sexual abuse before the Great Enlightenment
By Diogenes ( articles ) | May 07, 2010
In January 2002, speaking about sexual abuse in his capacity as president of the US Conference of Catholic Bishops, then-Bishop Wilton Gregory uttered the memorable words: "We have all been enlightened."
In the months that followed, as one diocese after another was shaken by revelations of abuse and cover-ups, bishops regularly offered the explanation that back in the 1960s and 1970s, society didn't recognize the gravity of sexual abuse. Cardinal Law spoke of the "learning curve."
What were things like before the bishops' Enlightenment?
In 1995, the bishops' committee on women issued a statement entitled Walk in the Light: A Pastoral Response to Child Sexual Abuse. The document emphasized the critical importance of an effective pastoral response:
We are compelled to speak even knowing that the Church carries a heavy burden of responsibility in the area of sexual abuse. Some ordained ministers and religious brothers and sisters, as well as lay employees and volunteers, have sexually abused children and adolescents. We are acutely aware of the havoc and suffering caused by this abuse and we are committed to dealing with these situations responsibly and in all humility. The National Conference of Catholic Bishops has established an ad hoc committee on sexual abuse by clergy to help church leaders take appropriate action. Each diocese has developed comprehensive policies concerning sexual abuse, which often apply to employees and volunteers, as well as to clergy and religious. We are fully committed to preventing child sexual abuse and to restoring victims to health.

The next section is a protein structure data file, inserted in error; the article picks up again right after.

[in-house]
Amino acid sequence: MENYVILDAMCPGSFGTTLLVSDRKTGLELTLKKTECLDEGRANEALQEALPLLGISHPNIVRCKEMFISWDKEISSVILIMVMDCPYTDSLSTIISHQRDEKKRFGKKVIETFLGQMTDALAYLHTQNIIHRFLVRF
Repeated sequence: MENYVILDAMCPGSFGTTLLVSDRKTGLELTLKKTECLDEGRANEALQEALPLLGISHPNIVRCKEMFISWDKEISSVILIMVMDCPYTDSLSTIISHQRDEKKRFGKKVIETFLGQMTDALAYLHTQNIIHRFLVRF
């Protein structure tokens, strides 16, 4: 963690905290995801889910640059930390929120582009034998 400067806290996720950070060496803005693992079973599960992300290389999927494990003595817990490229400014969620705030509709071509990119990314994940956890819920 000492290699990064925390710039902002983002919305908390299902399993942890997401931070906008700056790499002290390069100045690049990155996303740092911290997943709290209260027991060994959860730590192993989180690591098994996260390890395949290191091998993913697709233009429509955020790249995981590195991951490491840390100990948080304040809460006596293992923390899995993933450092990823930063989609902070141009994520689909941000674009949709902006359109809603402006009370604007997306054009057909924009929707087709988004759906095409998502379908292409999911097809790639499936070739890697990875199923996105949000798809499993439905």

The message was firm and clear: The bishops understood the problem. They were taking steps. Every diocese would enact policies. Don't worry. Trust us. Again, that was in 1995.
Seven years, later, the US bishops who gathered in Dallas, battered by adverse publicity, delivered essentially the same message. Now we really get it. Now we're really putting policies in place. Trust us. They had been enlightened.
But why hadn't the enlightenment come earlier? Say, perhaps, in 1995, when a committee of bishops was studying this very problem? The text of Walk in the Light provides a clue:
While we recognize that sexual abuse of boys is significant--some studies estimate it at 20 to 25 percent of all child victims--the overwhelming number of sexual abuse victims are girls.
Here the bishops were obviously using the overall statistics, which count the hundreds of men who fondle the teen-age daughters of their live-in lovers. That is a serious problem. But it's not the problem that the bishops' committee set out to discuss when they mentioned the "heavy burden of responsibility" borne by the Catholic Church. The problem for the Church-- the problem created by wayward priests-- is the sexual abuse of adolescent boys. In 1995 the bishops were not ready to confront that problem. The message written between the lines in that passage of Walk in the Light is clear enough: "Don't look behind that door."
But now in 2010 the US bishops have been enlightened-- how many times, I couldn't say-- and the John Jay report has confirmed that 80% of the incidents of priestly abuse involved boys. Are they ready yet to peek behind that door? No, that would be an "unwarranted conclusion."
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